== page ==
I am not callous nor am I absent of heart and feelings. I do believe that there are people in our society who need assistance from us. I also believe there are people that will readily take advantage of the generosity which is so freely given. The latter people, the moochers, the hanger ons, the lazy and loop hole driven leeches of society do not deserve anything.

Yes, I agree, there needs to be reform in the medical industry that has machinations in all areas of our lives. There needs to be radical change in not just how medicine is distributed but how a person receives their medical care. There is no easy answer or solution; this is not a mathematical formula which can be solved by the greatest minds on earth. This is problem that requires a well thought out plan which can be implemented at a pace that will not destroy our economical basis. A solution that can be formatted and adjusted to the individual citizen of the United States, on that note, I do not believe an illegal immigrant deserves to be treated to the same health care a person who is actually paying for and working for a living. A person who is an illegal alien is here illegally which to me means they are breaking the law. A law breaker, by my way of thinking, who is not attempting to resolve their illegal status or in a position of restitution for what they’ve done, does not deserve to have the same treatment as someone who is working for fifteen thousand dollars a year. Or for that matter someone who is working for thirty five thousand dollars a year and trying to make a mortgage payment, pay for food, gas, medical insurance, credit card bills and whatever else constitutes life in our country today.

Should we turn these people out? Close the door on them at the hospital? No. But on the other side of that coin, should we write off Billions of dollars in medical expenses each year to treat people who have not assisted in their own health care? No. See, no easy solution. We as a society want to do what we believe is right, even if what we do bankrupts our nation for future generations. If you don’t believe me let me ask you to look at the Social Security Administration. Right now, I know I will never be able to retire because the money I’ve been putting into the SSA will not be available in 30 years when I am ready to retire, nor will any time of economical health care.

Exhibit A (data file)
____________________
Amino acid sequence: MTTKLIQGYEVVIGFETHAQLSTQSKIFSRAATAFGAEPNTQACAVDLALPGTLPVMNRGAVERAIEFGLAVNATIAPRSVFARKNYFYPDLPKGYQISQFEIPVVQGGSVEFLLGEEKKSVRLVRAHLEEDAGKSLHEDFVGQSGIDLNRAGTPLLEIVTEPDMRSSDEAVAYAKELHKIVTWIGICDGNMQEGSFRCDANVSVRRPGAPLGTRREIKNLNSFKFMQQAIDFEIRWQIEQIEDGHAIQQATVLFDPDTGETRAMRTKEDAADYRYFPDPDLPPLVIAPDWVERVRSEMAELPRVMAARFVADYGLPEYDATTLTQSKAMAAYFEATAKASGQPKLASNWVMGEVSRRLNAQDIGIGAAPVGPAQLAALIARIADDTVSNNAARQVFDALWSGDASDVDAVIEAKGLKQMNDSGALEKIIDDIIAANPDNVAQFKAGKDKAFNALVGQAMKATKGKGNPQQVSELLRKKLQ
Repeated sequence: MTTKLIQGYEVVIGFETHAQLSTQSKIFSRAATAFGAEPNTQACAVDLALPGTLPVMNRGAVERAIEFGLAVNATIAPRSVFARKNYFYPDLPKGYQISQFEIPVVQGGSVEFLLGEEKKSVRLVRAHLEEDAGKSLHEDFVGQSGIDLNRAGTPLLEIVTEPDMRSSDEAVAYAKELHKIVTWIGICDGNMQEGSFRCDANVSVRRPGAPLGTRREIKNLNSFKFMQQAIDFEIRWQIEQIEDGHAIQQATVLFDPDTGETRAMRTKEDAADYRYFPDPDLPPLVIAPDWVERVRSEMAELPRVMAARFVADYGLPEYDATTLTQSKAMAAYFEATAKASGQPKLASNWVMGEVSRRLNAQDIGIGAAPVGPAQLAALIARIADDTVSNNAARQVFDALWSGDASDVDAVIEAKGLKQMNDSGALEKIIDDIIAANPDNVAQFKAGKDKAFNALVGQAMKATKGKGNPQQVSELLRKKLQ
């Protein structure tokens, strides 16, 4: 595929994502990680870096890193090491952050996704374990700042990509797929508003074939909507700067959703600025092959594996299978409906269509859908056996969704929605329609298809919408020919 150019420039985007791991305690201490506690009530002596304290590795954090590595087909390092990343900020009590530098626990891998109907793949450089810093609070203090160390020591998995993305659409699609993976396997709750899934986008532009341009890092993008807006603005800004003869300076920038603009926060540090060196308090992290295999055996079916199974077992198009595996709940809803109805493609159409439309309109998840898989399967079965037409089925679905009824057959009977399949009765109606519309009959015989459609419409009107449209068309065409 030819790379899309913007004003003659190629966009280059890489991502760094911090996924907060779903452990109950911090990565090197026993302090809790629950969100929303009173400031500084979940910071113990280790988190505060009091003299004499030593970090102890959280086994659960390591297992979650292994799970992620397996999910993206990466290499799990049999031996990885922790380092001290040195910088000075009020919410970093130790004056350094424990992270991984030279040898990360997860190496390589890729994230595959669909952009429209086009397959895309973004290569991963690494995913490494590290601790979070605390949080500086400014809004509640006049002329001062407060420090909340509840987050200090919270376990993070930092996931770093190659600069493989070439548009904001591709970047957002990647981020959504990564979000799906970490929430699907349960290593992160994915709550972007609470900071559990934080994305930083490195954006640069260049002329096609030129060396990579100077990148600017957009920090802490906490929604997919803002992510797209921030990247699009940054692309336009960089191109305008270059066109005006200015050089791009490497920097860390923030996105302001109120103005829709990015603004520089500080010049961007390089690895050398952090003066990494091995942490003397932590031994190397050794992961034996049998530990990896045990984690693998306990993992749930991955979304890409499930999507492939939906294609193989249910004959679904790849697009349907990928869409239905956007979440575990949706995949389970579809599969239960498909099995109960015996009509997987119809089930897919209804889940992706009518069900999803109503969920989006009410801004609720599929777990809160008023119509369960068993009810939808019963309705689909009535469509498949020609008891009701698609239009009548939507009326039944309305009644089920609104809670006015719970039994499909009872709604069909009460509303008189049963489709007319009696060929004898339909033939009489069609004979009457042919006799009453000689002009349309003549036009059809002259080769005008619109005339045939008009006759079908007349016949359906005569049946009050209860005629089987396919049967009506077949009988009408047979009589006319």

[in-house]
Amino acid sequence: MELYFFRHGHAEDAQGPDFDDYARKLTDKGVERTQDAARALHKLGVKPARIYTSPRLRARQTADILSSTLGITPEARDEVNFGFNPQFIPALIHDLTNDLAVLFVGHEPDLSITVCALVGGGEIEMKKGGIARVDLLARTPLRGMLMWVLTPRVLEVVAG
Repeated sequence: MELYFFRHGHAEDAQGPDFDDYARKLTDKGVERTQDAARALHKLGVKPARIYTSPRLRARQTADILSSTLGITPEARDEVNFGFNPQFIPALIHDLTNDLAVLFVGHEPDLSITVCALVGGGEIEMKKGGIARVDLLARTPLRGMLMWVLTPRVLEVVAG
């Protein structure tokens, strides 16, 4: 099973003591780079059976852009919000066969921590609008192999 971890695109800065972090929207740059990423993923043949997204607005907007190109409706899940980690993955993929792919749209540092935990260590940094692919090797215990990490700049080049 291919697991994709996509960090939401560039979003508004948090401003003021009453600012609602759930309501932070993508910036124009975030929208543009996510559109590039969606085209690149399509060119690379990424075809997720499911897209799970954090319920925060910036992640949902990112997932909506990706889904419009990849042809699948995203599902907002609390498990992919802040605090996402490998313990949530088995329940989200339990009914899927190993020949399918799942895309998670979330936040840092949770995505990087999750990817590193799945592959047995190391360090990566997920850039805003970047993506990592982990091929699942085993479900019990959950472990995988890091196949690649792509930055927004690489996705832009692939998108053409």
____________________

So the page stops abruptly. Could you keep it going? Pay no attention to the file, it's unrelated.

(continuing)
So you see, for me at least, there is no easy solution. I do believe that some folks need help but at what cost to not just me but all workers in our society? What happens when there are more folks that either refuse to work or believe they are unable to work? What happens when a person who has the flu or common cold can’t get medicine because it is too expensive or the manufactures of the medicine are out of business because they can’t afford to pay the taxes of doing business? What happens to our society when it is only the politicians who are able to afford a living in this country because they’ve bankrupted the middle class and the wealthy class? What happens when there is no one left to work hard and others able to live off the sweat of that person’s labor?”

“Skip, you’re being a bit ridiculous and defeatists aren’t you?” She asked me.

“Not at all. Everything is connected. The laws of today will affect our children’s children. Just like the laws of Truman, Lincoln and Jefferson affect us today. We are only as strong and successful as our fore-fathers allowed us and as successful as the current administration deems necessary. If the government outlawed fish today then it would cripple the country tomorrow. Just like the Health Care conglomeration is crippling us today.”

“You really believe all that?” She asked. I looked at her table-mate, he was nodding his head with a gleam in his eye.

“Go ahead Skip, tell her.” He said to me.

“Yes, I believe every word I said, and I will believe it until I see proof to the contrary. Now, what would you like to eat?”

She looked at me with a blank stare, shook her head and said “The usual please.”